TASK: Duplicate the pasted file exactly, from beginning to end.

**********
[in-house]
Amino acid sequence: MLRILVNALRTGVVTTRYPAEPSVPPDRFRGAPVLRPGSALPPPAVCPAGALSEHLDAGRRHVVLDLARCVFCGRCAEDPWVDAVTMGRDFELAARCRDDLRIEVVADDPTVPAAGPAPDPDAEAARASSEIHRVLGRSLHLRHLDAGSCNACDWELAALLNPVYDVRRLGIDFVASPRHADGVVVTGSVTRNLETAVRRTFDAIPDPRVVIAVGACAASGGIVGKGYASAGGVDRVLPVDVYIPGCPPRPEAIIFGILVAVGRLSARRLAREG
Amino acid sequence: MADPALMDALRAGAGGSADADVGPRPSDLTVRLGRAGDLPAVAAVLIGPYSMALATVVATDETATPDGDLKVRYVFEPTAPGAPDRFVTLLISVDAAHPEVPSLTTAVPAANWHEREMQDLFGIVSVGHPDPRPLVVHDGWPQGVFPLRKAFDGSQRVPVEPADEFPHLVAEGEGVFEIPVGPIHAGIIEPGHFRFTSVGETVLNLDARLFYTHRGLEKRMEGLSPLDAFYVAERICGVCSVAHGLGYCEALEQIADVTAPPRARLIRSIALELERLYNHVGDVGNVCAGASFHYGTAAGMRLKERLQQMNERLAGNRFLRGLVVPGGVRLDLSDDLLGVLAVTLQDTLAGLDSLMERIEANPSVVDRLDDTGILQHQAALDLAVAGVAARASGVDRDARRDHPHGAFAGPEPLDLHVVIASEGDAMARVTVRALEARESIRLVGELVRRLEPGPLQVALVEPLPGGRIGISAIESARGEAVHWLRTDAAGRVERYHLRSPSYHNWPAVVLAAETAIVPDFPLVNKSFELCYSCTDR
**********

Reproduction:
[in-house]
Amino acid sequence: MLRILVNALRTGVVTTRYPAEPSVPPDRFRGAPVLRPGSALPPPAVCPAGALSEHLDAGRRHVVLDLARCVFCGRCAEDPWVDAVTMGRDFELAARCRDDLRIEVVADDPTVPAAGPAPDPDAEAARASSEIHRVLGRSLHLRHLDAGSCNACDWELAALLNPVYDVRRLGIDFVASPRHADGVVVTGSVTRNLETAVRRTFDAIPDPRVVIAVGACAASGGIVGKGYASAGGVDRVLPVDVYIPGCPPRPEAIIFGILVAVGRLSARRLAREG
Amino acid sequence: MADPALMDALRAGAGGSADADVGPRPSDLTVRLGRAGDLPAVAAVLIGPYSMALATVVATDETATPDGDLKVRYVFEPTAPGAPDRFVTLLISVDAAHPEVPSLTTAVPAANWHEREMQDLFGIVSVGHPDPRPLVVHDGWPQGVFPLRKAFDGSQRVPVEPADEFPHLVAEGEGVFEIPVGPIHAGIIEPGHFRFTSVGETVLNLDARLFYTHRGLEKRMEGLSPLDAFYVAERICGVCSVAHGLGYCEALEQIADVTAPPRARLIRSIALELERLYNHVGDVGNVCAGASFHYGTAAGMRLKERLQQMNERLAGNRFLRGLVVPGGVRLDLSDDLLGVLAVTLQDTLAGLDSLMERIEANPSVVDRLDDTGILQHQAALDLAVAGVAARASGVDRDARRDHPHGAFAGPEPLDLHVVIASEGDAMARVTVRALEARESIRLVGELVRRLEPGPLQVALVEPLPGGRIGISAIESARGEAVHWLRTDAAGRVERYHLRSPSYHNWPAVVLAAETAIVPDFPLVNKSFELCYSCTDR